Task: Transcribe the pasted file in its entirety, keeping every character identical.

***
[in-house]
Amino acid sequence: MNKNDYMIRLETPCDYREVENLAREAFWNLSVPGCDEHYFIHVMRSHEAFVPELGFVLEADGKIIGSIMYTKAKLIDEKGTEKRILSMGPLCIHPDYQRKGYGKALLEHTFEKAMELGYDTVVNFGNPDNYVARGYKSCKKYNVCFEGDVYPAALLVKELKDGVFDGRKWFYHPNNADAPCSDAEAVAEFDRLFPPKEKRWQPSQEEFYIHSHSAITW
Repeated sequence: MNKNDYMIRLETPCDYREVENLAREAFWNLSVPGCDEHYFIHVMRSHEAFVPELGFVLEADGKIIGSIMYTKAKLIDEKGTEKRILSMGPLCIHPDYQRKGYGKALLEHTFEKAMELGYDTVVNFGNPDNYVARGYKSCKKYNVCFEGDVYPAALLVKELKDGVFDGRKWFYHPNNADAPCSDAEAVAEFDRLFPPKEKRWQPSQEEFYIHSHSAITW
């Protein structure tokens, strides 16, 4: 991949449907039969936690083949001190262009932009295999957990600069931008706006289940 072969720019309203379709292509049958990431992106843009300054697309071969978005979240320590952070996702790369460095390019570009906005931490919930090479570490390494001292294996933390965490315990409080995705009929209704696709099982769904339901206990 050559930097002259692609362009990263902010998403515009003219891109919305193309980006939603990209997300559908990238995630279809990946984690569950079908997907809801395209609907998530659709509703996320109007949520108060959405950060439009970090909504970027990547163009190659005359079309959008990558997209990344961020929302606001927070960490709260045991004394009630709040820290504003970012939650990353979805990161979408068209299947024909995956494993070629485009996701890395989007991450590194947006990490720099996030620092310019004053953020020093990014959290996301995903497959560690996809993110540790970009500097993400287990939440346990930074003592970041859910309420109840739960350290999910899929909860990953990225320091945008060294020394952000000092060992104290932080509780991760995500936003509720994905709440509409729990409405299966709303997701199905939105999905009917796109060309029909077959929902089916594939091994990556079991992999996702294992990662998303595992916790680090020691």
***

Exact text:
[in-house]
Amino acid sequence: MNKNDYMIRLETPCDYREVENLAREAFWNLSVPGCDEHYFIHVMRSHEAFVPELGFVLEADGKIIGSIMYTKAKLIDEKGTEKRILSMGPLCIHPDYQRKGYGKALLEHTFEKAMELGYDTVVNFGNPDNYVARGYKSCKKYNVCFEGDVYPAALLVKELKDGVFDGRKWFYHPNNADAPCSDAEAVAEFDRLFPPKEKRWQPSQEEFYIHSHSAITW
Repeated sequence: MNKNDYMIRLETPCDYREVENLAREAFWNLSVPGCDEHYFIHVMRSHEAFVPELGFVLEADGKIIGSIMYTKAKLIDEKGTEKRILSMGPLCIHPDYQRKGYGKALLEHTFEKAMELGYDTVVNFGNPDNYVARGYKSCKKYNVCFEGDVYPAALLVKELKDGVFDGRKWFYHPNNADAPCSDAEAVAEFDRLFPPKEKRWQPSQEEFYIHSHSAITW
């Protein structure tokens, strides 16, 4: 991949449907039969936690083949001190262009932009295999957990600069931008706006289940 072969720019309203379709292509049958990431992106843009300054697309071969978005979240320590952070996702790369460095390019570009906005931490919930090479570490390494001292294996933390965490315990409080995705009929209704696709099982769904339901206990 050559930097002259692609362009990263902010998403515009003219891109919305193309980006939603990209997300559908990238995630279809990946984690569950079908997907809801395209609907998530659709509703996320109007949520108060959405950060439009970090909504970027990547163009190659005359079309959008990558997209990344961020929302606001927070960490709260045991004394009630709040820290504003970012939650990353979805990161979408068209299947024909995956494993070629485009996701890395989007991450590194947006990490720099996030620092310019004053953020020093990014959290996301995903497959560690996809993110540790970009500097993400287990939440346990930074003592970041859910309420109840739960350290999910899929909860990953990225320091945008060294020394952000000092060992104290932080509780991760995500936003509720994905709440509409729990409405299966709303997701199905939105999905009917796109060309029909077959929902089916594939091994990556079991992999996702294992990662998303595992916790680090020691």